Her passion for the industry is clear and I ask Hannah what she has enjoyed most about property management. “Well, I started in property management so I do understand that side as well as the BD side. For me, I think what I am passionate about is the chase; to be able to convert a single listing or a whole development that a client’s holding is seriously exciting. I like it because it’s an opportunity to build rapport and relationships with people and really get to know them. It’s even more satisfying when you see something realised that you started from scratch. I’ve recently converted a client who used another agent; we got our foot in the door initially, and now we’re managing half of one of his developments. For me that’s really rewarding. I know that that’s future growth for us as a business.”
Part of Hannah’s competitive nature and team spirit possibly comes from her love of sport; she has played AFL at state level, and is also a member of the SES. “Yes, I’ve played Aussie Rules for about eight years now, and played for the state and played in national tournaments up in Cairns and things like that; lots of fun. I also surf whenever I can get down to the coast, which is not too often, unfortunately. What sport has really taught me is the team culture. I think it’s so important to have the right attitude and the right culture. I’m a big believer in doing all the little things that add up for the team, because if you’ve got one person who is not a team player it affects everyone. That’s really something I
“THE STANDARD RENTAL LIST IS THREE OR FOUR A4 PAGES ROUGHLY STAPLED TOGETHER; I JUST DON’T THINK THAT CUTS IT ANY MORE. IF WE’RE GOING TO DO PAPER PUBLICATIONS, LET’S MAKE IT THE BEST IT CAN BE.”
try to instill in my team as well.”
What advice would you give someone who wanted to pursue a role in Business Development? Hannah smiles. “Over the years I’ve now learnt to make a point and then be quiet. Or ask a question, be quiet and listen to the answer. When you close, just ask and stop talking. I used to ask and then I’d keep talking! I never actually gave people an opportunity to answer. So I’ve learned over time that to say your piece and then shut up is way more powerful and it does create an impact.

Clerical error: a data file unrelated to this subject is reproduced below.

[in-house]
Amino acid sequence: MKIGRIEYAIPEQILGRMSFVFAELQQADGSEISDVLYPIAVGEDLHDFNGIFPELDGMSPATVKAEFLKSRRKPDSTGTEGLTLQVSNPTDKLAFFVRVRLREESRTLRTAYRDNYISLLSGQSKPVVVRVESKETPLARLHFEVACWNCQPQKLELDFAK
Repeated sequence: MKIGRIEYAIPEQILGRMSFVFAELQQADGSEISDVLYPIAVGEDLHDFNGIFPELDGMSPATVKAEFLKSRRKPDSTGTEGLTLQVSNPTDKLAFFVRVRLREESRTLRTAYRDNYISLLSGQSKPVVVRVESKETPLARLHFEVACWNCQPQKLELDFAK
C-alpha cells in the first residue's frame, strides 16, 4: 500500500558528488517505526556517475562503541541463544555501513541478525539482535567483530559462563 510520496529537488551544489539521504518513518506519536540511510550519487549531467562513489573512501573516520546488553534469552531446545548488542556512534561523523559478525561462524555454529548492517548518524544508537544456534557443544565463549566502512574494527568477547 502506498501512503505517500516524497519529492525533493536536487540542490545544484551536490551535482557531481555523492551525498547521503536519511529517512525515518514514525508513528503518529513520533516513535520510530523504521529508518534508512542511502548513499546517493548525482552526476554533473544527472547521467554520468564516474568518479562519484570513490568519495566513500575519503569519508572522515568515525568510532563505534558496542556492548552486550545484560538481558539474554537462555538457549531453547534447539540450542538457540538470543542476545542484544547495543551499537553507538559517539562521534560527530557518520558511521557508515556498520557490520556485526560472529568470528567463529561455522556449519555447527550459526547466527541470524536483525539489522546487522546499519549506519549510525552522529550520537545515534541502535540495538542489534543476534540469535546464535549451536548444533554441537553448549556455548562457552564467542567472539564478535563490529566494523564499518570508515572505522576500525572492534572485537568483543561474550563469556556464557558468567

“The other thing,” she says, “would be to put really good communication trails and follow-up systems in place, because the busier you get the more you need them. That way you don’t forget to follow up or touch base, even when you’re out of the office. If you don’t deliver on what you promise in terms of communication then you waste your previous effort, because you lose respect so quickly. By having those really structured systems it takes the work out of it for you, but it also takes your business to a whole new level.”
What do you see in terms of the market for Canberra in the next 12 months? “We’re lucky in Canberra. There is a lot in the media about buyer nervousness and the market dropping back. We do have the normal ebbs and flows in our market, as any market does. But we run consistently low vacancy rates, about two per cent max. Our average rents sit at around $450 per week or so at any given time. So the market is steady and the listings are there. We’re averaging between 60 and 80 new listings a month, so there is sufficient stock.
“Canberra itself is a huge growth area. At the moment we sit at about 3,200 managements. By the end of 2017, we’ll probably be sitting at about 4,500 with developments settling. There is a huge amount of builders’ stock in the pipeline. Much of that tends to be investment purchases. I think it will be interesting to see what effect the Chinese investor market might have on our market.”
Career highlight so far? “Winning the REIA award in 2014 was pretty exciting. Like everyone, I do tend to have a little bit of self-doubt at times, and it was really rewarding to know that what I was doing was recognised at a national level. Aside from awards, I think the career highlight for me is actually an ongoing thing. I simply love what I do, and when I get a great listing or when I see one of my team members achieve one of their goals, that for me is the most rewarding part of it. I think it’s fantastic when you see other people grow and succeed.”